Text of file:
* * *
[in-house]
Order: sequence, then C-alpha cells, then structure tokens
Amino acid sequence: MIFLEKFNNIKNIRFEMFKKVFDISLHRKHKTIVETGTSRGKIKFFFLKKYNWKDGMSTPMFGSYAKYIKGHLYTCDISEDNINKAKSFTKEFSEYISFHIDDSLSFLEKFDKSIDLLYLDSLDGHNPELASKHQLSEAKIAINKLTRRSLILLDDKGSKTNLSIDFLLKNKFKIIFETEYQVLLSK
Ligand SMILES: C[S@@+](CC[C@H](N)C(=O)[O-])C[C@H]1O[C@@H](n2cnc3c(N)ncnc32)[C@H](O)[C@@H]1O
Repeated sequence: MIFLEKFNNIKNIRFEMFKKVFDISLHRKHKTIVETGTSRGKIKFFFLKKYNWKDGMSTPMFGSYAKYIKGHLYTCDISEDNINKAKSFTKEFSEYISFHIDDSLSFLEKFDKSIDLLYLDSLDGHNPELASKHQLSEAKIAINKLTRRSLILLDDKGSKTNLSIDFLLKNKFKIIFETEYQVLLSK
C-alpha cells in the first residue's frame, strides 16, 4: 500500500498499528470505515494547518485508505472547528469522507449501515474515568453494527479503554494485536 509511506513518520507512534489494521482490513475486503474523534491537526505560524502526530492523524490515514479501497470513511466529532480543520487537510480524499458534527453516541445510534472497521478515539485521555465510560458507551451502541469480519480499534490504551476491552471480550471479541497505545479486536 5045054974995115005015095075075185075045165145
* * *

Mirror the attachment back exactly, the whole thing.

[in-house]
Order: sequence, then C-alpha cells, then structure tokens
Amino acid sequence: MIFLEKFNNIKNIRFEMFKKVFDISLHRKHKTIVETGTSRGKIKFFFLKKYNWKDGMSTPMFGSYAKYIKGHLYTCDISEDNINKAKSFTKEFSEYISFHIDDSLSFLEKFDKSIDLLYLDSLDGHNPELASKHQLSEAKIAINKLTRRSLILLDDKGSKTNLSIDFLLKNKFKIIFETEYQVLLSK
Ligand SMILES: C[S@@+](CC[C@H](N)C(=O)[O-])C[C@H]1O[C@@H](n2cnc3c(N)ncnc32)[C@H](O)[C@@H]1O
Repeated sequence: MIFLEKFNNIKNIRFEMFKKVFDISLHRKHKTIVETGTSRGKIKFFFLKKYNWKDGMSTPMFGSYAKYIKGHLYTCDISEDNINKAKSFTKEFSEYISFHIDDSLSFLEKFDKSIDLLYLDSLDGHNPELASKHQLSEAKIAINKLTRRSLILLDDKGSKTNLSIDFLLKNKFKIIFETEYQVLLSK
C-alpha cells in the first residue's frame, strides 16, 4: 500500500498499528470505515494547518485508505472547528469522507449501515474515568453494527479503554494485536 509511506513518520507512534489494521482490513475486503474523534491537526505560524502526530492523524490515514479501497470513511466529532480543520487537510480524499458534527453516541445510534472497521478515539485521555465510560458507551451502541469480519480499534490504551476491552471480550471479541497505545479486536 5045054974995115005015095075075185075045165145